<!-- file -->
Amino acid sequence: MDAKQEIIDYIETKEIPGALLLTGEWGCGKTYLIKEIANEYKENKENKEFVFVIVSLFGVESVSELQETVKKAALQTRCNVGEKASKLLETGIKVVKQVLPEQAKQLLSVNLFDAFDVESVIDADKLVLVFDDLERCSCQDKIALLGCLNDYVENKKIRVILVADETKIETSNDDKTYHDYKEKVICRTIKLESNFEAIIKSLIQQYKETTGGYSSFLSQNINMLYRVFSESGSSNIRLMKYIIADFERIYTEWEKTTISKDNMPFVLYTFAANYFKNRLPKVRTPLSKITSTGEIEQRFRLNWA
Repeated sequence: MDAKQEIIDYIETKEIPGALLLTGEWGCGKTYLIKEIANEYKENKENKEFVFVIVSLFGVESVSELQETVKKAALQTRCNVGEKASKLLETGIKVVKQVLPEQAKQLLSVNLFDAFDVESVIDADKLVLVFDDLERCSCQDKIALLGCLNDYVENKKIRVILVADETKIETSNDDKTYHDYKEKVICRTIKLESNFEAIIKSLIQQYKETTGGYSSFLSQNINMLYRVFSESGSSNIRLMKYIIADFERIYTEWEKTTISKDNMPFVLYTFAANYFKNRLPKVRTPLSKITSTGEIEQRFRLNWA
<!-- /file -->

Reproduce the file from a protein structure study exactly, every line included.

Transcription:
Amino acid sequence: MDAKQEIIDYIETKEIPGALLLTGEWGCGKTYLIKEIANEYKENKENKEFVFVIVSLFGVESVSELQETVKKAALQTRCNVGEKASKLLETGIKVVKQVLPEQAKQLLSVNLFDAFDVESVIDADKLVLVFDDLERCSCQDKIALLGCLNDYVENKKIRVILVADETKIETSNDDKTYHDYKEKVICRTIKLESNFEAIIKSLIQQYKETTGGYSSFLSQNINMLYRVFSESGSSNIRLMKYIIADFERIYTEWEKTTISKDNMPFVLYTFAANYFKNRLPKVRTPLSKITSTGEIEQRFRLNWA
Repeated sequence: MDAKQEIIDYIETKEIPGALLLTGEWGCGKTYLIKEIANEYKENKENKEFVFVIVSLFGVESVSELQETVKKAALQTRCNVGEKASKLLETGIKVVKQVLPEQAKQLLSVNLFDAFDVESVIDADKLVLVFDDLERCSCQDKIALLGCLNDYVENKKIRVILVADETKIETSNDDKTYHDYKEKVICRTIKLESNFEAIIKSLIQQYKETTGGYSSFLSQNINMLYRVFSESGSSNIRLMKYIIADFERIYTEWEKTTISKDNMPFVLYTFAANYFKNRLPKVRTPLSKITSTGEIEQRFRLNWA